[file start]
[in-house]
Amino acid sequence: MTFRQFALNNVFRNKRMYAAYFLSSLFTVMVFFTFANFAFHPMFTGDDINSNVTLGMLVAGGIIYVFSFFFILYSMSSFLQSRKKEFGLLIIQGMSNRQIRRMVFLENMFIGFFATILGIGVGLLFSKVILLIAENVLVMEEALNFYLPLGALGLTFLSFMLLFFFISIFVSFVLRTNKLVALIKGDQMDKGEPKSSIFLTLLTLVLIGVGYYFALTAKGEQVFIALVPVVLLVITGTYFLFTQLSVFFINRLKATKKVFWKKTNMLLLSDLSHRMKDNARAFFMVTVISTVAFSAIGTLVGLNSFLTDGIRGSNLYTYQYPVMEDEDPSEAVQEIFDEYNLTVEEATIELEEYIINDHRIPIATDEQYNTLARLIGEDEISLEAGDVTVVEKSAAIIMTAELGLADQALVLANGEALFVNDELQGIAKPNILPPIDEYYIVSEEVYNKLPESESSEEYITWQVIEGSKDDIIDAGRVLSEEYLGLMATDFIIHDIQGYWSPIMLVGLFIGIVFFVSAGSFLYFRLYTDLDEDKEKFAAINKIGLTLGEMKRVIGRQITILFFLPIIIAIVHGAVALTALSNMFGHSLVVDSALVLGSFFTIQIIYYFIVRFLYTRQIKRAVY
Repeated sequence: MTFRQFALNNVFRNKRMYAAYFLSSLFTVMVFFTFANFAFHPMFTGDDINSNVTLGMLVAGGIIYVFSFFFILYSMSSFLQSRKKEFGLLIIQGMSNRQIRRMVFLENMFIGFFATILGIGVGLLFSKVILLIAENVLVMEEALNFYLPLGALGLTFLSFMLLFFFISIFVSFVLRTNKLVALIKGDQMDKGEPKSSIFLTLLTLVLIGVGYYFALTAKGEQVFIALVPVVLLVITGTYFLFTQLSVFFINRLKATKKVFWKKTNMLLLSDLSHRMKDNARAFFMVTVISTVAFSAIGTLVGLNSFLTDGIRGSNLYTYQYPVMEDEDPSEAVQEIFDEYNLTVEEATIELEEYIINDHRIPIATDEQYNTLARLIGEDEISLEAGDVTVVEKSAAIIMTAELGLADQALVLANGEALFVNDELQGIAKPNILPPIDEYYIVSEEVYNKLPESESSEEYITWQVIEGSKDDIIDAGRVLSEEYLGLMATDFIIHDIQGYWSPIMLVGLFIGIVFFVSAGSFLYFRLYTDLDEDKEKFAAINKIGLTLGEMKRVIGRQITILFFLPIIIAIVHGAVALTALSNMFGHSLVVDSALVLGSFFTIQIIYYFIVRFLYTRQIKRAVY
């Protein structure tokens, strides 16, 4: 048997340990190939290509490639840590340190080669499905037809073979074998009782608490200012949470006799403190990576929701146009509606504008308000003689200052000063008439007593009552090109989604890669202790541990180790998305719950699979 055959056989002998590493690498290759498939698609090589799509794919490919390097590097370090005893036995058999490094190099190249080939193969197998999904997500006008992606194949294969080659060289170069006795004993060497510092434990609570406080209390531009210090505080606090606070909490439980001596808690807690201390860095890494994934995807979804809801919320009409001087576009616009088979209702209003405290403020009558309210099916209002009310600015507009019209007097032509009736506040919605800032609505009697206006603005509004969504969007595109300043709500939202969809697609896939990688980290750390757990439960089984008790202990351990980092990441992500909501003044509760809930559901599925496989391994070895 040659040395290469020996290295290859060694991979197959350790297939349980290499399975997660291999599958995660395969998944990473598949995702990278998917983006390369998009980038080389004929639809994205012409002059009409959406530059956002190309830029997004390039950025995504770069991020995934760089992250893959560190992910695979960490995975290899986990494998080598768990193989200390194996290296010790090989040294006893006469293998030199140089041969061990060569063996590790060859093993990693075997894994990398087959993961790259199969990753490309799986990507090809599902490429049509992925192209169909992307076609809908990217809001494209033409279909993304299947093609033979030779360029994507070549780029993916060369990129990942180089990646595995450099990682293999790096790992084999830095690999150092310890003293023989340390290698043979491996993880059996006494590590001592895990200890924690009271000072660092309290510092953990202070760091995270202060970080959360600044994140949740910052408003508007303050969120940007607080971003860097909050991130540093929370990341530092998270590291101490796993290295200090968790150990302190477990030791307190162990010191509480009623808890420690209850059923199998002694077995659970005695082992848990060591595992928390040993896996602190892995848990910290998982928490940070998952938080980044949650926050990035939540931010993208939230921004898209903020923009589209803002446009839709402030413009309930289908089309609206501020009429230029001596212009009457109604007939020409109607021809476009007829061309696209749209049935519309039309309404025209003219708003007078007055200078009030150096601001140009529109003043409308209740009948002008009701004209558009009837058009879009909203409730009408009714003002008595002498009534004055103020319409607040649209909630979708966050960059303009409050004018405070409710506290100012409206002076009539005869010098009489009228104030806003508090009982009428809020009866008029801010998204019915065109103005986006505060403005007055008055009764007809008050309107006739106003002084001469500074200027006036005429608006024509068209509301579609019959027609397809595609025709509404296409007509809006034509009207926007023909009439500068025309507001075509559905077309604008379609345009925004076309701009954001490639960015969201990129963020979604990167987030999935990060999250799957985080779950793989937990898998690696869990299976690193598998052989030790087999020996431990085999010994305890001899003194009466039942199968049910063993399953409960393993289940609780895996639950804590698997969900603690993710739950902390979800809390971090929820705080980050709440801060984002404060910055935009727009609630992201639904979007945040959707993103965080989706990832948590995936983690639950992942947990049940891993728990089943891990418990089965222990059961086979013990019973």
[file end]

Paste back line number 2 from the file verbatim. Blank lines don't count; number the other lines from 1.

Amino acid sequence: MTFRQFALNNVFRNKRMYAAYFLSSLFTVMVFFTFANFAFHPMFTGDDINSNVTLGMLVAGGIIYVFSFFFILYSMSSFLQSRKKEFGLLIIQGMSNRQIRRMVFLENMFIGFFATILGIGVGLLFSKVILLIAENVLVMEEALNFYLPLGALGLTFLSFMLLFFFISIFVSFVLRTNKLVALIKGDQMDKGEPKSSIFLTLLTLVLIGVGYYFALTAKGEQVFIALVPVVLLVITGTYFLFTQLSVFFINRLKATKKVFWKKTNMLLLSDLSHRMKDNARAFFMVTVISTVAFSAIGTLVGLNSFLTDGIRGSNLYTYQYPVMEDEDPSEAVQEIFDEYNLTVEEATIELEEYIINDHRIPIATDEQYNTLARLIGEDEISLEAGDVTVVEKSAAIIMTAELGLADQALVLANGEALFVNDELQGIAKPNILPPIDEYYIVSEEVYNKLPESESSEEYITWQVIEGSKDDIIDAGRVLSEEYLGLMATDFIIHDIQGYWSPIMLVGLFIGIVFFVSAGSFLYFRLYTDLDEDKEKFAAINKIGLTLGEMKRVIGRQITILFFLPIIIAIVHGAVALTALSNMFGHSLVVDSALVLGSFFTIQIIYYFIVRFLYTRQIKRAVY